Not so fast, Andy: You're underestimating the creativity of the Office of Legal Counsel! David Barron has the goods over at LawCulture -- he links to this letter from DOJ standing firm on all of its legal defenses, and more. Astoundingly, DOJ asserts that the Court’s decision in Hamdan "does not affect our analysis of the Terrorist Surveillance Program"!
Whatever else one may think of the DOJ’s arguments in support of the NSA program, the notion that Hamdan "does not affect" the relevant legal analysis is so implausible as to suggest either bad faith or an audacious design by the Administration to provoke a confrontation with the Court (a confrontation that the Administration must suspect it would almost certainly lose if the case were considered by the current array of SCOTUS Justices).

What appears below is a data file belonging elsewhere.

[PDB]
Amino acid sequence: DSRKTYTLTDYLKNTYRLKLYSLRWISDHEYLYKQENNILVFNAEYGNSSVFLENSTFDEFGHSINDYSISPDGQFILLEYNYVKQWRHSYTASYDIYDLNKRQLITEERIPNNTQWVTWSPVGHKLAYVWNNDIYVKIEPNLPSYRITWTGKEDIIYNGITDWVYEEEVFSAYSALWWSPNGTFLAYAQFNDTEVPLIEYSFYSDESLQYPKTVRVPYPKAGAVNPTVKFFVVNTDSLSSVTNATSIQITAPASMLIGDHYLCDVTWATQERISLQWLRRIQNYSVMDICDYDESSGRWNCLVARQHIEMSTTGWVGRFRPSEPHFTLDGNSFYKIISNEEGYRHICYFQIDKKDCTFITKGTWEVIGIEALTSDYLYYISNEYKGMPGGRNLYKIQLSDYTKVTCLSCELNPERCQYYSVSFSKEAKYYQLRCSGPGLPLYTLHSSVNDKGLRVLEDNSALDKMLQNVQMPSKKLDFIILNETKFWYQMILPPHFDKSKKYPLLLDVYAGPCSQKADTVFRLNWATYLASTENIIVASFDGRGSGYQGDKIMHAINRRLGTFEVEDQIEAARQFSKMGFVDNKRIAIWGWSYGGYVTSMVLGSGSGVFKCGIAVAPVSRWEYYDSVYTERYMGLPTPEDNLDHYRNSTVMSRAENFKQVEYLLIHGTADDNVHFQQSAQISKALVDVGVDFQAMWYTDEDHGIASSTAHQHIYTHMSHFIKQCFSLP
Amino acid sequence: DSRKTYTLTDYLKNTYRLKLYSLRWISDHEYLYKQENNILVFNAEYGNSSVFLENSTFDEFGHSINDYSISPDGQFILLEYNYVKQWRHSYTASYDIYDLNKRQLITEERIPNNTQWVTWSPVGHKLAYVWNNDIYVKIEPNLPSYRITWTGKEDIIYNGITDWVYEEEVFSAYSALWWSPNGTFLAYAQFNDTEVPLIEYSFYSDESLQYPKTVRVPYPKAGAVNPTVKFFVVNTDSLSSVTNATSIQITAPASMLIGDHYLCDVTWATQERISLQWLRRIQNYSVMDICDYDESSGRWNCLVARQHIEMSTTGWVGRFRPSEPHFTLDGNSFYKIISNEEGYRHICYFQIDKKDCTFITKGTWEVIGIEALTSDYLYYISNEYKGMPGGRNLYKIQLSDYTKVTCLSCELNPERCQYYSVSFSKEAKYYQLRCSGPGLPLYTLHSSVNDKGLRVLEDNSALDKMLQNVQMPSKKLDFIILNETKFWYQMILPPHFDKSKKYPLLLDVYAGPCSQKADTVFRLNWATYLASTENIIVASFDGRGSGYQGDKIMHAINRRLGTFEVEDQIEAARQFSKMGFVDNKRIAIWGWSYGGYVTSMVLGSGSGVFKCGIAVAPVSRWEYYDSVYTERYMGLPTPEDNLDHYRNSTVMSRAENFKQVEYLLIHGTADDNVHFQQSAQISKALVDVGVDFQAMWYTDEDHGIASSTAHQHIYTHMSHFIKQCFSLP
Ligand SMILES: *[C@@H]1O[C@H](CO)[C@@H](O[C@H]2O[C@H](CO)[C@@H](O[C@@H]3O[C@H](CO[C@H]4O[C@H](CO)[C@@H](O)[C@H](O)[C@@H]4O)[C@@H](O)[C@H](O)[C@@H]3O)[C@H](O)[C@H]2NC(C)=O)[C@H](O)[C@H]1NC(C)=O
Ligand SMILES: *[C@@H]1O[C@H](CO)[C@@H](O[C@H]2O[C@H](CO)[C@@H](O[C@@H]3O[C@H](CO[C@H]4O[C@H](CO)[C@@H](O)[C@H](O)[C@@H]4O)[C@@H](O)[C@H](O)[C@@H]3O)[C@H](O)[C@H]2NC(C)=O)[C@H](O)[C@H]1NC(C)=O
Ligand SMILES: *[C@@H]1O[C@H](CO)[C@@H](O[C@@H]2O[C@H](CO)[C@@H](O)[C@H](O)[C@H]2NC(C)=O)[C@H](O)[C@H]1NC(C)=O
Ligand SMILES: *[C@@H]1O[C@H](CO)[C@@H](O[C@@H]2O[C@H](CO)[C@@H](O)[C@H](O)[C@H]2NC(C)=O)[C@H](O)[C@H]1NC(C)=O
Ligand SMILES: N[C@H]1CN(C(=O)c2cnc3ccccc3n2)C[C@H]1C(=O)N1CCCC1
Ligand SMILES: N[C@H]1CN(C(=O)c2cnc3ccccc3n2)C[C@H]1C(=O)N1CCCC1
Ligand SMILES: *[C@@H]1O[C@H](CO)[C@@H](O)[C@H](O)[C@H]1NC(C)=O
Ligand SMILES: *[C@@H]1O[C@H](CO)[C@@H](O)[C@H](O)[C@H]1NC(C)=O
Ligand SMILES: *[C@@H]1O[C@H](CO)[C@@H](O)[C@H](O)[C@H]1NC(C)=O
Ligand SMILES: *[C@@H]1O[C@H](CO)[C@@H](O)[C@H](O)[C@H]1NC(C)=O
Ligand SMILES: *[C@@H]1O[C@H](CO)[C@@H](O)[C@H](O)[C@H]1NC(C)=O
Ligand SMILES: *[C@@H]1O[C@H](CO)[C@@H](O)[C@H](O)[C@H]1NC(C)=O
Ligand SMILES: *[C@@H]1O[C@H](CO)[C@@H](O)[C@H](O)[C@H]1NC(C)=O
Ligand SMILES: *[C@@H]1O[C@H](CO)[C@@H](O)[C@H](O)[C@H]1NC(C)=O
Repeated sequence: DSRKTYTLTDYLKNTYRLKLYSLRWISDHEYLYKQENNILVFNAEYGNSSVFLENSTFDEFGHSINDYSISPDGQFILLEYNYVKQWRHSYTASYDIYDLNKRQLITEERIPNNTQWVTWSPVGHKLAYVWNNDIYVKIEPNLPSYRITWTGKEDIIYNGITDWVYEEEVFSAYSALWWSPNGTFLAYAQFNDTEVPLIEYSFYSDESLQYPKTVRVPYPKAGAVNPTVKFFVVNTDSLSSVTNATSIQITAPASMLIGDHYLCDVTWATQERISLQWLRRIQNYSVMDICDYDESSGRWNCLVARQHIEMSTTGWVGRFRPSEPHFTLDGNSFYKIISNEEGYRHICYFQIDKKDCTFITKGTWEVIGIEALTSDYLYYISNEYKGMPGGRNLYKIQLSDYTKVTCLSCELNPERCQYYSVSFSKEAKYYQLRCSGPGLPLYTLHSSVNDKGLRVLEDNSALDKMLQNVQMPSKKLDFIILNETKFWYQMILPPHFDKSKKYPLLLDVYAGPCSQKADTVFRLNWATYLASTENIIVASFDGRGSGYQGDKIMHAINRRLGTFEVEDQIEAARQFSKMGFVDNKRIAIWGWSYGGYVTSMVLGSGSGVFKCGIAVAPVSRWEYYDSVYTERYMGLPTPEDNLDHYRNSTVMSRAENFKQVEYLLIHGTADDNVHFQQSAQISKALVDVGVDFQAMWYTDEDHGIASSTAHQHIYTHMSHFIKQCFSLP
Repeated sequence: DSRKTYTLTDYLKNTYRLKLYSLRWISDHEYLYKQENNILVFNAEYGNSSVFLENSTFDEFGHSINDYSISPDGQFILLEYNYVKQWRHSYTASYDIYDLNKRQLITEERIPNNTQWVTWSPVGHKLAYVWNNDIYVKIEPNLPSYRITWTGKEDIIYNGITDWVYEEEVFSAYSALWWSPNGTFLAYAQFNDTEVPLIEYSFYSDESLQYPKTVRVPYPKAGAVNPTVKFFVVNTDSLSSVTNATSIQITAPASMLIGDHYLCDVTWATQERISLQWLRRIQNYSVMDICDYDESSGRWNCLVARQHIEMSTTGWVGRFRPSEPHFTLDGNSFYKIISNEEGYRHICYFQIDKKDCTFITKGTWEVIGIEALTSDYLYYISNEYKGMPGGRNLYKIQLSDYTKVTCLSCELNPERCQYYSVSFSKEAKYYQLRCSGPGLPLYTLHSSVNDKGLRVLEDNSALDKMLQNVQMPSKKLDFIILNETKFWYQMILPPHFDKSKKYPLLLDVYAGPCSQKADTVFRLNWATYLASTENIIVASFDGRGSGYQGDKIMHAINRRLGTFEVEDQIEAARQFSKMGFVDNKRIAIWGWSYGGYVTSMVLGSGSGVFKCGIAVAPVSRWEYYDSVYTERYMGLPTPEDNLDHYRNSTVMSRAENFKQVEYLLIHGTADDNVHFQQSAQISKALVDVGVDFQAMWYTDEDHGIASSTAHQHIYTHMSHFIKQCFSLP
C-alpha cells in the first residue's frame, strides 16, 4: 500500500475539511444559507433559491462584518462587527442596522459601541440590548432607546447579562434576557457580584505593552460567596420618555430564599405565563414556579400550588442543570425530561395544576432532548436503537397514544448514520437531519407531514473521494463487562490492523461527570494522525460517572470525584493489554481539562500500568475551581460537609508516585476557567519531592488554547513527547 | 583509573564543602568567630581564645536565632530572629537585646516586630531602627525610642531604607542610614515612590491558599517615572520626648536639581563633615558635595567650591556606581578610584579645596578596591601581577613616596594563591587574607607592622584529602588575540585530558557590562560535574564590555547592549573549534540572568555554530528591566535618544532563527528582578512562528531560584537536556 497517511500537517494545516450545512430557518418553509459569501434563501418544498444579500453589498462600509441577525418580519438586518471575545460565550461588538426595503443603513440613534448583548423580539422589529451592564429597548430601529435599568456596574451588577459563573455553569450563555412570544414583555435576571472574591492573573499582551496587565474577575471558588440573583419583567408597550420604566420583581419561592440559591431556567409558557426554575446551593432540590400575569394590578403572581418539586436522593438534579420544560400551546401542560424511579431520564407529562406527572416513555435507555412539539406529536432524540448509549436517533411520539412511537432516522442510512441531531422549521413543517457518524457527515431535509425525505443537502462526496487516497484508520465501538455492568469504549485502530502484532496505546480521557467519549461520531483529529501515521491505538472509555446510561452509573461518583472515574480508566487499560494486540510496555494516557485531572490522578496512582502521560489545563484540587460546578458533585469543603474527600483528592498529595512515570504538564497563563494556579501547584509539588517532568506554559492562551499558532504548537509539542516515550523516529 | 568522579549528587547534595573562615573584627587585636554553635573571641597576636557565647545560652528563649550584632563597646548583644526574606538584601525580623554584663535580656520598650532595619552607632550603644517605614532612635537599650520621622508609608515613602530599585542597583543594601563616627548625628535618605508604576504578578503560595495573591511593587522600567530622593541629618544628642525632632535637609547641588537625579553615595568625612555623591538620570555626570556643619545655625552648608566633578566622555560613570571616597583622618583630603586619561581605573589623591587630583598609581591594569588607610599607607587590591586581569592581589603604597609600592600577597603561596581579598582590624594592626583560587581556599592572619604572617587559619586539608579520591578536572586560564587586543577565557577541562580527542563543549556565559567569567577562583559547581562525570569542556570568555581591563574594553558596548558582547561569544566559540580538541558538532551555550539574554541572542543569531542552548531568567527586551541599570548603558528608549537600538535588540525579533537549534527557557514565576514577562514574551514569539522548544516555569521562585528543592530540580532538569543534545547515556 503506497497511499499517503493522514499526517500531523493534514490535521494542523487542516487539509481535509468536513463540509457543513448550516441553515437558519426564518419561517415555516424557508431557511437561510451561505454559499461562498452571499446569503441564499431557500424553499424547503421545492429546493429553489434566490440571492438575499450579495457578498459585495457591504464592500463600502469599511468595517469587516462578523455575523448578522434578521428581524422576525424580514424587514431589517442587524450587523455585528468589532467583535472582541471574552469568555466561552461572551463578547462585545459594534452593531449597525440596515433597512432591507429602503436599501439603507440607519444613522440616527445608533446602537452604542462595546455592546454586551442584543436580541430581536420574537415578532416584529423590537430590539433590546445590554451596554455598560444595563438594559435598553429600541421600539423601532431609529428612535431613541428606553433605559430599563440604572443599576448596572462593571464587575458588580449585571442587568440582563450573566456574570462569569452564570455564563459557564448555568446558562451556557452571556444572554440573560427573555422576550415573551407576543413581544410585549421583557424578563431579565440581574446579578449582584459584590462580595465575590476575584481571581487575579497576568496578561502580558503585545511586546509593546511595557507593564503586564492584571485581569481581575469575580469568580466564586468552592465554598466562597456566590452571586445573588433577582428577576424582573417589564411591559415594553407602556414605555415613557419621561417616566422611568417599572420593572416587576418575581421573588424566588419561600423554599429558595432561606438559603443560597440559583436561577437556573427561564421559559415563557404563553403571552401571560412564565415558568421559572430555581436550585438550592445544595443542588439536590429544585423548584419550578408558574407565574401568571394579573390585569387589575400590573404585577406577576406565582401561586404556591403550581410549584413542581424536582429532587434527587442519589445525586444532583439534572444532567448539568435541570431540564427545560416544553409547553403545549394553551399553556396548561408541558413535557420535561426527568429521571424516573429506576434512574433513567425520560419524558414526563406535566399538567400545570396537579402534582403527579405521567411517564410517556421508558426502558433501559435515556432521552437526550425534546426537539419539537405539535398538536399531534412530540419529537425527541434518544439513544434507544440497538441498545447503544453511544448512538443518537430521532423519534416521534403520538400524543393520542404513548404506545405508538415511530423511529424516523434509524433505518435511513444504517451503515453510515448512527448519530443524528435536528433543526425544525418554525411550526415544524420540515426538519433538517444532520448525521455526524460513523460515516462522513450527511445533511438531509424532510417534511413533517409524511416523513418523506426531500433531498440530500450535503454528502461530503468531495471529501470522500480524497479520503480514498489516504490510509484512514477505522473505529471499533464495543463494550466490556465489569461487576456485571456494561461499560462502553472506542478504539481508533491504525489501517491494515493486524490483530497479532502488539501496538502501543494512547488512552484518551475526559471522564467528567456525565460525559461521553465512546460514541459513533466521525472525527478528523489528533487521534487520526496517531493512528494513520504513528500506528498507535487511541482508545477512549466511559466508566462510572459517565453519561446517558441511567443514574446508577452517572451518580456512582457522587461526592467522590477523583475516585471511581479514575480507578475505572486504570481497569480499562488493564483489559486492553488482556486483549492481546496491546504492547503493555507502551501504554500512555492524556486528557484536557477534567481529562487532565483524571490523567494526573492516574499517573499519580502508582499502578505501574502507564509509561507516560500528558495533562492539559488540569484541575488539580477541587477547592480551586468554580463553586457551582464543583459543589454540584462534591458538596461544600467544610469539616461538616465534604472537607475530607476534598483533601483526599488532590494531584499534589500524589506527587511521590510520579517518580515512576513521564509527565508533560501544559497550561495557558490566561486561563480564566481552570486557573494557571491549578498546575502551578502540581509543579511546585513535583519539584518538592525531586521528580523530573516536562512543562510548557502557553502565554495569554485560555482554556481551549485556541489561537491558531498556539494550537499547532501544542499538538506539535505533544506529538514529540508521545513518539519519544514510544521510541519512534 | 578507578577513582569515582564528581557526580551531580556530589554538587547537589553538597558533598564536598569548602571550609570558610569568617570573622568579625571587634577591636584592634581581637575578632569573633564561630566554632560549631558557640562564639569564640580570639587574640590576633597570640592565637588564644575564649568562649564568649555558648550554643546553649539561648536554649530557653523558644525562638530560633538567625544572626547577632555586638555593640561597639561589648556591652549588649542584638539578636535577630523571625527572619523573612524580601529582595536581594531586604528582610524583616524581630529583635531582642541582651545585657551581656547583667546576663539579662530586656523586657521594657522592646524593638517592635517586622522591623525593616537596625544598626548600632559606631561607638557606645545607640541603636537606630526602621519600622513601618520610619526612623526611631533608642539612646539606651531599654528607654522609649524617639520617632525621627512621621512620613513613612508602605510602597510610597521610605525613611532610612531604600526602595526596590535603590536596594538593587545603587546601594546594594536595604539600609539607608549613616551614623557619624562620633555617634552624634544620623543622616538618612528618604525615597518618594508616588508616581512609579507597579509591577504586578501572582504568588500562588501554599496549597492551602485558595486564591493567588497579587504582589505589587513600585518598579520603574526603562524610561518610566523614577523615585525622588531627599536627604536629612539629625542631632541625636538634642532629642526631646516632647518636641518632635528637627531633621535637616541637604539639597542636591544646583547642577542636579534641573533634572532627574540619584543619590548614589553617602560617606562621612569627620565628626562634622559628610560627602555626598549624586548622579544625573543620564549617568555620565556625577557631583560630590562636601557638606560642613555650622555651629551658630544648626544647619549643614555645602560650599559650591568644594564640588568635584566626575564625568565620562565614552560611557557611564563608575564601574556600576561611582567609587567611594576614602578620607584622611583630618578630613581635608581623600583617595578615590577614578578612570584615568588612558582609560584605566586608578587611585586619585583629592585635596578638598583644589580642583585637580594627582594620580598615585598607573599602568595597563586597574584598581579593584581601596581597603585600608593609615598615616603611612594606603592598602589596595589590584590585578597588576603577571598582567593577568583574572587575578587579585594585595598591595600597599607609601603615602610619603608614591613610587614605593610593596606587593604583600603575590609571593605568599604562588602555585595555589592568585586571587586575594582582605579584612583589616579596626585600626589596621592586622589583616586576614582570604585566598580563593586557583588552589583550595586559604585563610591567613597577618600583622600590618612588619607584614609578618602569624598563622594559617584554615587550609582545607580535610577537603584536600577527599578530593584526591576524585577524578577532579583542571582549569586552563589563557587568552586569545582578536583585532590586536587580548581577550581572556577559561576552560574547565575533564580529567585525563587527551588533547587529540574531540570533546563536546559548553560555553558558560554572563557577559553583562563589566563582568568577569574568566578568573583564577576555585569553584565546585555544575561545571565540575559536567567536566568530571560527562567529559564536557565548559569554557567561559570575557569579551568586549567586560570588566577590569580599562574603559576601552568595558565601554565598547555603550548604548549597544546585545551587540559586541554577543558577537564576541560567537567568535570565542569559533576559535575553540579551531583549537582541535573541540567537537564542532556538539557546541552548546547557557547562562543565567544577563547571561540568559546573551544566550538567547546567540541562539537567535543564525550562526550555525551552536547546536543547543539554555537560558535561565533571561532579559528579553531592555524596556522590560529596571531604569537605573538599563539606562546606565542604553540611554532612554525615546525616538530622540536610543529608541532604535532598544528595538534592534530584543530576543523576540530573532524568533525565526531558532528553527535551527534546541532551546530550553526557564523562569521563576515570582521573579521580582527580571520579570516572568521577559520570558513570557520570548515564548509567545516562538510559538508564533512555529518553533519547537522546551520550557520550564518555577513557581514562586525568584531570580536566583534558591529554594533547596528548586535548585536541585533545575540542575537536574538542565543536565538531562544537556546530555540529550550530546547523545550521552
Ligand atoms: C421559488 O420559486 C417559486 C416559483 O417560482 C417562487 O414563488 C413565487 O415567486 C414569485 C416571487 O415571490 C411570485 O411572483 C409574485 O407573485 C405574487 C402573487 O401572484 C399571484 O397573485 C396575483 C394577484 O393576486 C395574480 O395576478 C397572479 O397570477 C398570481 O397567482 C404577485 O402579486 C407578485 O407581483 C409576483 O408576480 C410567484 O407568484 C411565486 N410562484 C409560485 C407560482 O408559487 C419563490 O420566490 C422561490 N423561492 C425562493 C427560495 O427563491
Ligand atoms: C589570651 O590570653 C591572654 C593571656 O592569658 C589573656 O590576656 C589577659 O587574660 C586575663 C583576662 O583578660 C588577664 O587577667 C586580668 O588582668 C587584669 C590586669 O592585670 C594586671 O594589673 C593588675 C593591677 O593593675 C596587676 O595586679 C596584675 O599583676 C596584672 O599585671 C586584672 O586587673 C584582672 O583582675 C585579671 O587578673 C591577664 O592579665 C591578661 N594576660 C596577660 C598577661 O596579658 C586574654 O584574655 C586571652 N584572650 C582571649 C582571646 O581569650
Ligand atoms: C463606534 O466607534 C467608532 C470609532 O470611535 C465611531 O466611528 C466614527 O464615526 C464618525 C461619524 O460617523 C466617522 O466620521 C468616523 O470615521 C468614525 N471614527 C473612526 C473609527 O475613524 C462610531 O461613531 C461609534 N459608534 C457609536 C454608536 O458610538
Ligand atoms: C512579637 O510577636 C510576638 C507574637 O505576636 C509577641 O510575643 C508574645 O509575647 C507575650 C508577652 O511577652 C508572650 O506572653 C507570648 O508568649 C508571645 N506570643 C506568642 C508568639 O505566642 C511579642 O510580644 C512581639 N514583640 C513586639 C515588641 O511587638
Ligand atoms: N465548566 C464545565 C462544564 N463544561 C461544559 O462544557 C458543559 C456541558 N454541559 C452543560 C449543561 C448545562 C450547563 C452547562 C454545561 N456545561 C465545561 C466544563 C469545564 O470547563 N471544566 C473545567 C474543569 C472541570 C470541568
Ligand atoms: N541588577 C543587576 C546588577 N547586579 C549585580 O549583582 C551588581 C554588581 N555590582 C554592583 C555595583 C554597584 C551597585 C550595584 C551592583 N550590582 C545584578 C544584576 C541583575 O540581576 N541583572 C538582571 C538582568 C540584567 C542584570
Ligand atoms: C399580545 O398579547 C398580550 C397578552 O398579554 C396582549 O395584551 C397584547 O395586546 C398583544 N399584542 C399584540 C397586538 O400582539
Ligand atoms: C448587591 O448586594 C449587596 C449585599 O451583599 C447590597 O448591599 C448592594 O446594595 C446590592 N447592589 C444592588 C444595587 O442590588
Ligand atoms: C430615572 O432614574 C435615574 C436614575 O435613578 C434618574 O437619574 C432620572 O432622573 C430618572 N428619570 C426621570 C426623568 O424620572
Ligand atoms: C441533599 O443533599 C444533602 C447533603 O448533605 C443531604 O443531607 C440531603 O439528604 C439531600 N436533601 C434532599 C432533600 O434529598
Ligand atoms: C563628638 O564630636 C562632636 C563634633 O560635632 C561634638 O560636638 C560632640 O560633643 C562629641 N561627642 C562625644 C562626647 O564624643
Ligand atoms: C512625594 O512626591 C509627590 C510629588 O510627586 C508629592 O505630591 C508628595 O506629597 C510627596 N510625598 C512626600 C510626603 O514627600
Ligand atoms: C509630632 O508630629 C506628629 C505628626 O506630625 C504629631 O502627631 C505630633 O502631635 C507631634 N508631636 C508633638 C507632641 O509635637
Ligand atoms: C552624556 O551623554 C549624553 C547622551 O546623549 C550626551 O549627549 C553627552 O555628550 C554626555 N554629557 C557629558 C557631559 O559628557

I'll have more to say on this in the days to come. In the meantime, here's David:
-- That the AUMF overrides FISA (even though, per Hamdan, it does not override the UCMJ);
-- That, in any event, Congress has no Article I power to enact FISA, at least with respect to the President's wartime surveillance practices (even though Congress did have the power to prescribe limits on military commissions);
-- That even if Congress did have an Article I power to enact FISA, the President's Article II power as Commander-in-Chief and as the "Executive" entitles him to disregard FISA in wartime (a position DOJ contends is still valid because Hamdan does not even require the Administration to comply with the UCMJ if it conflicts with his Commander-in-Chief powers or his constitutional duty to protect the nation).
There has been a lot of talk about Hamdan being the modern-day Youngstown. Youngstown, however, had the advantage of a President with a modicum of modesty.